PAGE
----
The First Professional Scientist: Robert Hooke and the Royal Society of London by Robert D. PurringtonThe First Professional Scientist: Robert Hooke and the Royal Society of London by Robert D. Purrington

The First Professional Scientist: Robert Hooke and the Royal Society of London

byRobert D. Purrington

Hardcover | July 16, 2009

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A contemporary of Christopher Wren, Robert Boyle, and Isaac Newton, and close friend of all but Newton, Robert Hooke (1635-1703), one of the founders of the early scientific revolution, faded into almost complete obscurity after his death and remained there for nearly three centuries. The result has been that his role in the scientific revolution has been almost totally ignored. He was the first professional scientist worthy of the name, working for the young Royal Society of London as its curator of experiments for four decades. He became the Society's intellectual center, and for a while its Secretary, roles which led to confrontation with Newton. He made important contributions to pneumatics, mechanics, microscopy, astronomy, and geology, and was partner to Wren in rebuilding London after the Fire.

Title:The First Professional Scientist: Robert Hooke and the Royal Society of LondonFormat:HardcoverDimensions:283 pagesPublished:July 16, 2009Publisher:Springer-Verlag/Sci-Tech/TradeLanguage:English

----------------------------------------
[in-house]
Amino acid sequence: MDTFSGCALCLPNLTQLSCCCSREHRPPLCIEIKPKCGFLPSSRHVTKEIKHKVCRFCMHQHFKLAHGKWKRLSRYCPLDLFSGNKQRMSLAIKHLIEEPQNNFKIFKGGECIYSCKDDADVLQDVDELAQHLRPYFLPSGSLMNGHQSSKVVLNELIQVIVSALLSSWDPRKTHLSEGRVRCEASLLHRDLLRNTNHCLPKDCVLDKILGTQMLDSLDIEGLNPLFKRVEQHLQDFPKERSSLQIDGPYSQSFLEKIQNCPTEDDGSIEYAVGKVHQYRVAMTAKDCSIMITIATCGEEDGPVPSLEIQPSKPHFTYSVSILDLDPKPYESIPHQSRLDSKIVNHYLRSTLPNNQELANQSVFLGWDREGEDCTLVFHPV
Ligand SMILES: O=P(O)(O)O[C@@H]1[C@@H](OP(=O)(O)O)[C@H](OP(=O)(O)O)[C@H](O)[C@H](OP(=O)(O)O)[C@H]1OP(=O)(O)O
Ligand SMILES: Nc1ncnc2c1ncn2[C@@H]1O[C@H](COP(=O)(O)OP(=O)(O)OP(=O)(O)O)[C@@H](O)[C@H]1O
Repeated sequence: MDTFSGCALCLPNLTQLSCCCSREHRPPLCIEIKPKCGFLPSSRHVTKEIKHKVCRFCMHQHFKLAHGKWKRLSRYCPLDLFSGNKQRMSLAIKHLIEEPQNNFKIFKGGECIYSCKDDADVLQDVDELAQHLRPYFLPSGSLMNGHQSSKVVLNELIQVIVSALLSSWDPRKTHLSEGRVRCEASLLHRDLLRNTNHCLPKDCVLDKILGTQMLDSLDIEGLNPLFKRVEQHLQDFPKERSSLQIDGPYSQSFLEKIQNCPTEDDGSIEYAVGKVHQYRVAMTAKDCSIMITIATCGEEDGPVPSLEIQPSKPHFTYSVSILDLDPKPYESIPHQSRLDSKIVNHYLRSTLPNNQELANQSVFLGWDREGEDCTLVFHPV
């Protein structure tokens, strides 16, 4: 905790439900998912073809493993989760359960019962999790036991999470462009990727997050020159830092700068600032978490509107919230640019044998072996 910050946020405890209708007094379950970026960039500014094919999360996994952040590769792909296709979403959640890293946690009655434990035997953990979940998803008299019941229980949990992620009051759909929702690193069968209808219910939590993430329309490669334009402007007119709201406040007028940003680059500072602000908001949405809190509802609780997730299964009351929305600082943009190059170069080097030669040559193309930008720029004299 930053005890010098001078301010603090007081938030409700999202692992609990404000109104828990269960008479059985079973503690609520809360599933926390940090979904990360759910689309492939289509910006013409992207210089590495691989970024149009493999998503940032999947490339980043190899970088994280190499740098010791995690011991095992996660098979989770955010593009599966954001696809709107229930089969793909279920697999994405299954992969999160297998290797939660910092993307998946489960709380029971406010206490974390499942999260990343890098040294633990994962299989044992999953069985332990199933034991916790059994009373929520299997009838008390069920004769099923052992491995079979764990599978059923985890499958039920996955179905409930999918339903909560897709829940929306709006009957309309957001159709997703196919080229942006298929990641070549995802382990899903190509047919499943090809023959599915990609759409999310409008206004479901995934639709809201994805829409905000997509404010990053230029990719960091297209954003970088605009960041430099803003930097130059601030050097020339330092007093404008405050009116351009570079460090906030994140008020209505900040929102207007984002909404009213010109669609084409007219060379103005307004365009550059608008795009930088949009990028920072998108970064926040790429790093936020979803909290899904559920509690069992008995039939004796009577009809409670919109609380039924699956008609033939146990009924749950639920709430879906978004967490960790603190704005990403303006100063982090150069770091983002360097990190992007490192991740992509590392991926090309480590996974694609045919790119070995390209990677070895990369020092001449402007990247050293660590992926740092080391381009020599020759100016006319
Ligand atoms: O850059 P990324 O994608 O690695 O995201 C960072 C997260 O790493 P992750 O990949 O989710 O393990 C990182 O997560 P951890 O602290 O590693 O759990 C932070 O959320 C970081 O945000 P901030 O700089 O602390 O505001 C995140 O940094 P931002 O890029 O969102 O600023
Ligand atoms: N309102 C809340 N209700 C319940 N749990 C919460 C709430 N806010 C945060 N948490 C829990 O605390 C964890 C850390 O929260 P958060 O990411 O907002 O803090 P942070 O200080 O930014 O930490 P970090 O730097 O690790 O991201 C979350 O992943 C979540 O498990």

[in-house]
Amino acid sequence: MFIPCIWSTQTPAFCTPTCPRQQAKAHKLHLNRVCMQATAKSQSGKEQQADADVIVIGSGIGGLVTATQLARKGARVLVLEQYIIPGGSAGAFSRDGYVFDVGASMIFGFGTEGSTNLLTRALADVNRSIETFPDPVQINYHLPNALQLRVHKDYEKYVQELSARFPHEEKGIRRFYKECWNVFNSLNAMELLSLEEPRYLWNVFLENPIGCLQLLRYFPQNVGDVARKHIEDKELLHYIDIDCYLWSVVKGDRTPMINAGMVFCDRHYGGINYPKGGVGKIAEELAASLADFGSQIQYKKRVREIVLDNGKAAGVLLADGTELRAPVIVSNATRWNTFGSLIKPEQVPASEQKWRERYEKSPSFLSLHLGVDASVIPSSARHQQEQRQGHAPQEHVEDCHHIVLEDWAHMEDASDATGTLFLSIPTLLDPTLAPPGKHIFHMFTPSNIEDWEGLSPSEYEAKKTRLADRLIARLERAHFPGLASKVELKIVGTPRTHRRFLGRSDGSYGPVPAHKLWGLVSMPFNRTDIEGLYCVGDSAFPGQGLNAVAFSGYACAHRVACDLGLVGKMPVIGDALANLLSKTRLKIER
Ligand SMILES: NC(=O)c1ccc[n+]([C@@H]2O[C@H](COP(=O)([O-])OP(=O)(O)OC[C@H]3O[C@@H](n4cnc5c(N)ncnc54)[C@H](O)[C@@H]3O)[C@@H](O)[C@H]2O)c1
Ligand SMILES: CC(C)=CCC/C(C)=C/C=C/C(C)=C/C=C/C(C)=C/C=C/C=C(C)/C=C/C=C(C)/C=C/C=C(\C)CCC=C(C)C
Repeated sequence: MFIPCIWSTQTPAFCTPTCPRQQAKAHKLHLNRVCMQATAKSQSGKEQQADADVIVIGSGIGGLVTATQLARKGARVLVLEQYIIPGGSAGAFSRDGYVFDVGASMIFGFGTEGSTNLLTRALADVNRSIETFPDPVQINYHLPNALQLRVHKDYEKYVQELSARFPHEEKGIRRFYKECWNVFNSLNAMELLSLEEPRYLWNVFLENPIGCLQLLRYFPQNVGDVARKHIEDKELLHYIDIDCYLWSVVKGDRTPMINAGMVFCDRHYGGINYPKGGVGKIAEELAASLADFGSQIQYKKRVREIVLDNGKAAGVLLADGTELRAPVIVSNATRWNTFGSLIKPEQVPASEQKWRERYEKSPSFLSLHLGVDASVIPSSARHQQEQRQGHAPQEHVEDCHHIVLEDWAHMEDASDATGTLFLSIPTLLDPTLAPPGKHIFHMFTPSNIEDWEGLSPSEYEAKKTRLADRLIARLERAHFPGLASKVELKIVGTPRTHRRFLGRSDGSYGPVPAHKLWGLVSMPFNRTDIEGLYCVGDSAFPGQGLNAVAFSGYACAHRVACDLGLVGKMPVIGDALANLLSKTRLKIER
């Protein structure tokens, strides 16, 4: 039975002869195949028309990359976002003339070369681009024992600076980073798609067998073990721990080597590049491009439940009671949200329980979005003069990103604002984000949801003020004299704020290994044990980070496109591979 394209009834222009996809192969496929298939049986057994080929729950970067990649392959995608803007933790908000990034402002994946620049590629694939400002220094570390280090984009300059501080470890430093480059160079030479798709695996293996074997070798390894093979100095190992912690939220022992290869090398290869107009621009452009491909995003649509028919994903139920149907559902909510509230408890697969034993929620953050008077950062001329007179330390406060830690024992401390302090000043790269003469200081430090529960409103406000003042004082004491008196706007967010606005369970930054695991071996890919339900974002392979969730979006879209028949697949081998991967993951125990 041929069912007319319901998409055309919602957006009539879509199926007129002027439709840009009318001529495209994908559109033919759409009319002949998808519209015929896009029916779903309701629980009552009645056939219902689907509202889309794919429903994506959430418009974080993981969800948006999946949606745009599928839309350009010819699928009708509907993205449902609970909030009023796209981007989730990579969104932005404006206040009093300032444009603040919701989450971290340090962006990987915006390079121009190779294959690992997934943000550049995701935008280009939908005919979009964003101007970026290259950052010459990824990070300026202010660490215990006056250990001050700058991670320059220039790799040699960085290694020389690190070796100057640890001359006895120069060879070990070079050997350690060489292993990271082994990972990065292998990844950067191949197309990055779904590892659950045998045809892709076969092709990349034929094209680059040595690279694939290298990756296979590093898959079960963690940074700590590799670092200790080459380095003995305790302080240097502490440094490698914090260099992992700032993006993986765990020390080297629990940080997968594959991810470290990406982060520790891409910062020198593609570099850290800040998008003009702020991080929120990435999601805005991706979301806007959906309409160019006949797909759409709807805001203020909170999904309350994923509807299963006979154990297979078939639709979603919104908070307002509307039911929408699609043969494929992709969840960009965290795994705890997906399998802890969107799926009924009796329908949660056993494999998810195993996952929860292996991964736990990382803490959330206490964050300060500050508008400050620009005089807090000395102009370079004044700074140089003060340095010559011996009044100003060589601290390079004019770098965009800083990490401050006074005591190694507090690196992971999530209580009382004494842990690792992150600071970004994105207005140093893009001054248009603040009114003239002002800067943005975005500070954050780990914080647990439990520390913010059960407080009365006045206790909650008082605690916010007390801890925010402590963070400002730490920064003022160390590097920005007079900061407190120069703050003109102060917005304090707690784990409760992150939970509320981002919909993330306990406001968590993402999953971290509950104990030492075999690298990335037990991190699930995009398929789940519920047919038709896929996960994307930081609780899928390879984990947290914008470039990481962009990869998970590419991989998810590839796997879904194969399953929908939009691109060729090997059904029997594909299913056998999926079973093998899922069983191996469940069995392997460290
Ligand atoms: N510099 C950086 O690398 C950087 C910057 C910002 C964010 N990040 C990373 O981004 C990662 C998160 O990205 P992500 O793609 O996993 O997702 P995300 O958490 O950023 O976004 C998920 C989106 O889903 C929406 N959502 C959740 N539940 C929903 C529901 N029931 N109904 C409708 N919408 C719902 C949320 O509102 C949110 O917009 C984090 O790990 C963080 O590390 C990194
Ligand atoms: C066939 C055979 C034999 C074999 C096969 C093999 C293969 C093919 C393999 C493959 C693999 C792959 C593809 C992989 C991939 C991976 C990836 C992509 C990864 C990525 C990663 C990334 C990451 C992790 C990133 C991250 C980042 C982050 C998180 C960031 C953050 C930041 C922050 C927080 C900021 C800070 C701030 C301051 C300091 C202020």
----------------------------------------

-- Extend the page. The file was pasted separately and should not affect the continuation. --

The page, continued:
The following ISBNs are associated with this title:

ISBN - 10:3034600364

ISBN - 13:9783034600361

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Table of Contents

Acknowledgments.- Preface.- Restoring Robert Hooke.- Robert Hooke: Indefaticable Genius: Hooke and London.- Promoting Physico-Mathematical-Experimental Learning: Founding the Royal Society of London.- Society of the Muses: The First Decade.- Crisis and Consolidation: 1672-1687.- The Society after the Principia: 1688-1703.- Scientific Virtuoso: Hooke 1655-1687.- And All Was Light: Hooke and Newton on Light and Color.- The Nature of Things Themselves: Robert Hooke, Natural Philosopher.- The System of the World: Hooke and Universal Gravitation, the Inverse-Square Law, and Planetary Orbits.- The Omnipotence of the Creator: Robert Hooke, Astronomer.- The Last Remain: Hooke after the Principia, 1687-1703.-Epilogue.- Bibliography.- Index

Editorial Reviews

From the reviews:"Each chapter is abundantly annotated. These annotations do more than just give a source: they are often quite descriptive in themselves. . This book describes the life of Hooke as well as his scientific contributions. Reading this book will enable one to see Hooke as the eclectic gentleman that he was. Anyone interested in Hooke or the London scientific community of the 17th century will certainly enjoy perusing it." (Herbert E. Kasube, The Mathematical Association of America, August, 2010)